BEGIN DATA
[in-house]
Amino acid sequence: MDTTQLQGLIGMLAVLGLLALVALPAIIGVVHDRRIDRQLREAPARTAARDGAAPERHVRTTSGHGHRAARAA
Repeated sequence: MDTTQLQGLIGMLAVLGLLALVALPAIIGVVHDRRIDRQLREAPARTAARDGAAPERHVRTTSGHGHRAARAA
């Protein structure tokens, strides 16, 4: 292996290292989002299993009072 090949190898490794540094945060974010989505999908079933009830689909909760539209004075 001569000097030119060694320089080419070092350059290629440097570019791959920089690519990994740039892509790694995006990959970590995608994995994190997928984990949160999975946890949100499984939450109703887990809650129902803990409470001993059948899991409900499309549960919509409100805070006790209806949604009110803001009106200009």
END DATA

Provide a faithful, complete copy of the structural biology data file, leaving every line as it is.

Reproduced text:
[in-house]
Amino acid sequence: MDTTQLQGLIGMLAVLGLLALVALPAIIGVVHDRRIDRQLREAPARTAARDGAAPERHVRTTSGHGHRAARAA
Repeated sequence: MDTTQLQGLIGMLAVLGLLALVALPAIIGVVHDRRIDRQLREAPARTAARDGAAPERHVRTTSGHGHRAARAA
């Protein structure tokens, strides 16, 4: 292996290292989002299993009072 090949190898490794540094945060974010989505999908079933009830689909909760539209004075 001569000097030119060694320089080419070092350059290629440097570019791959920089690519990994740039892509790694995006990959970590995608994995994190997928984990949160999975946890949100499984939450109703887990809650129902803990409470001993059948899991409900499309549960919509409100805070006790209806949604009110803001009106200009």